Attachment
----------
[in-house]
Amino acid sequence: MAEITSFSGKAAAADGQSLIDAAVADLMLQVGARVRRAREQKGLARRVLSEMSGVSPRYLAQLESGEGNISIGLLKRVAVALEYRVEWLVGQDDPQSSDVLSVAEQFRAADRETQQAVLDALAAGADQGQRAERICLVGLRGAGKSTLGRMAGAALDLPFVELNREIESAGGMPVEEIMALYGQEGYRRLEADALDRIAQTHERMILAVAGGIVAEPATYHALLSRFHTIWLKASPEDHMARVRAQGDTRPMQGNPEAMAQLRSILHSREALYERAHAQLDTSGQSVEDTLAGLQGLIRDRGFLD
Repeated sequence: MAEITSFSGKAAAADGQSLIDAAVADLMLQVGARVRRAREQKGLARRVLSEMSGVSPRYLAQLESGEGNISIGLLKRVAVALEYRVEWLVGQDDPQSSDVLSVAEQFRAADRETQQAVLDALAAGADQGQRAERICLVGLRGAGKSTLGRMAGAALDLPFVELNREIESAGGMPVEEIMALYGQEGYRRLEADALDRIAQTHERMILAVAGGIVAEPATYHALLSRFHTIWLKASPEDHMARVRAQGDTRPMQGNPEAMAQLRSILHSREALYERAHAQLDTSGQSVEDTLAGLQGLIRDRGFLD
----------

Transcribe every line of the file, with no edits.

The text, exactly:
[in-house]
Amino acid sequence: MAEITSFSGKAAAADGQSLIDAAVADLMLQVGARVRRAREQKGLARRVLSEMSGVSPRYLAQLESGEGNISIGLLKRVAVALEYRVEWLVGQDDPQSSDVLSVAEQFRAADRETQQAVLDALAAGADQGQRAERICLVGLRGAGKSTLGRMAGAALDLPFVELNREIESAGGMPVEEIMALYGQEGYRRLEADALDRIAQTHERMILAVAGGIVAEPATYHALLSRFHTIWLKASPEDHMARVRAQGDTRPMQGNPEAMAQLRSILHSREALYERAHAQLDTSGQSVEDTLAGLQGLIRDRGFLD
Repeated sequence: MAEITSFSGKAAAADGQSLIDAAVADLMLQVGARVRRAREQKGLARRVLSEMSGVSPRYLAQLESGEGNISIGLLKRVAVALEYRVEWLVGQDDPQSSDVLSVAEQFRAADRETQQAVLDALAAGADQGQRAERICLVGLRGAGKSTLGRMAGAALDLPFVELNREIESAGGMPVEEIMALYGQEGYRRLEADALDRIAQTHERMILAVAGGIVAEPATYHALLSRFHTIWLKASPEDHMARVRAQGDTRPMQGNPEAMAQLRSILHSREALYERAHAQLDTSGQSVEDTLAGLQGLIRDRGFLD